“I don’t like to put my hat so high that I can’t reach it,” she said.
Aguero applauded her decision to start a business.
“Anyone who has the entrepreneurial spirit and the opportunity to do it, should,” he said. “I’m never going to tell you that starting a business is a bad thing in today’s market or any market. … Would I recommend someone take their life savings that they need for retirement and start a business? You never want someone to put themselves in that kind of risk. They won’t have time to recover (if things go bad). Now, an 18-year-old is taking their life savings and using it to bootstrap a business — that doesn’t bother me at all. She’s got time.”
RETRAINING AND MOVING ON
One of the ways residents are getting back into the job market is with retraining. Goodwill of Southern Nevada started its Career Connections center, 1280 W. Cheyenne Ave., in 2005. It focuses on high-growth industry sectors such as tourism, gaming and entertainment, health and medical services, business IT ecosystems, and logistics and operations. The program opened training rooms at Goodwill stores at 741 S. Rainbow Blvd. in fall 2013 and at The Boulevard Mall, 3528 S. Maryland Parkway, last fall. Workshops cover everything from resume essentials and email etiquette to mock job interviews.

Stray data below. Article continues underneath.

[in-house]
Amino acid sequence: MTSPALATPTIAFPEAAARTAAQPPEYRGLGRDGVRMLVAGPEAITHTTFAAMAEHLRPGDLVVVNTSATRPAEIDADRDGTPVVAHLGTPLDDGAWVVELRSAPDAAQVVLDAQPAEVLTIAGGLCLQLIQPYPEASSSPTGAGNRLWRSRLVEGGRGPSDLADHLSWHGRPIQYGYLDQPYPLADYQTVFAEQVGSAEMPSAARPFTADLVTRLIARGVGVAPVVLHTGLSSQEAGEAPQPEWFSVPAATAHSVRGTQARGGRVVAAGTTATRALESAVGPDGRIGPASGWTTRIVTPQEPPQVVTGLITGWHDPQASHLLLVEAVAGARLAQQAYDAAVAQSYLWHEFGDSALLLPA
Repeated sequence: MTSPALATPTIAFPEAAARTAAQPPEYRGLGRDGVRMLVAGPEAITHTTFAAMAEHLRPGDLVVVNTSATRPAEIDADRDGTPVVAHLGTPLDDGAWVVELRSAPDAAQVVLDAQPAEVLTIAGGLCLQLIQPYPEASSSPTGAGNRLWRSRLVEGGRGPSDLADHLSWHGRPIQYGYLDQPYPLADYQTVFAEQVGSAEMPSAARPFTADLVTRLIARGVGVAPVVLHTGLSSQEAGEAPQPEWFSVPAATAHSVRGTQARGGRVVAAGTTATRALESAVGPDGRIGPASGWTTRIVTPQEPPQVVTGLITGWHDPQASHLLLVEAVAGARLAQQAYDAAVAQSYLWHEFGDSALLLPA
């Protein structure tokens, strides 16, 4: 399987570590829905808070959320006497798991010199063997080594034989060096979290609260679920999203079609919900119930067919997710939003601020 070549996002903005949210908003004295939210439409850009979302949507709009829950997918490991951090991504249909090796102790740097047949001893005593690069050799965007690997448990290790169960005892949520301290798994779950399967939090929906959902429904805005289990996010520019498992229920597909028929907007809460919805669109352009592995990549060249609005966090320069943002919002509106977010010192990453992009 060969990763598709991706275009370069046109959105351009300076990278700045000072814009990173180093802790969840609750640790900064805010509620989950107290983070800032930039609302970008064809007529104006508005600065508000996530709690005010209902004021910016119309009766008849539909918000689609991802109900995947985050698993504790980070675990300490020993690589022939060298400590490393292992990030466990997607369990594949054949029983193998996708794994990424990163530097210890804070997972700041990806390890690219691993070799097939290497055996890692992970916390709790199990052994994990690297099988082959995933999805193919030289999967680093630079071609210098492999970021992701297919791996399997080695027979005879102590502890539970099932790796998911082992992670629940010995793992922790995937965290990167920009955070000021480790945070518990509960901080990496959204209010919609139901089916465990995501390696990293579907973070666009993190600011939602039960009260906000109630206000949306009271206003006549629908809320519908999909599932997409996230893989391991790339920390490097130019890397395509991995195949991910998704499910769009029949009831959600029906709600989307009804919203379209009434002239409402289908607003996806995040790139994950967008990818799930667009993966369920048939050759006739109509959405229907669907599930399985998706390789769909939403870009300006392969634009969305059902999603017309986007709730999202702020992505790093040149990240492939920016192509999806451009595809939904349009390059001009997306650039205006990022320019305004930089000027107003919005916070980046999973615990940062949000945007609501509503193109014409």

The center at 3345 E. Tropicana Ave. opened in 2009. Kathy Topp, Goodwill spokeswoman, recalled pictures in the paper of people waiting to be served.
“We did an opening job fair, and there was a line out the door that went (on and on); the pictures were crazy-sad,” she said. “I think it was a shock to everyone, especially our board members. I mean, it’s one thing for us to talk about it, but it’s another thing for them to come face to face with it, and go, ‘Oh, my gosh, this is the reality of what we’re living with in Las Vegas.’ Unemployment was, like, 15 percent.”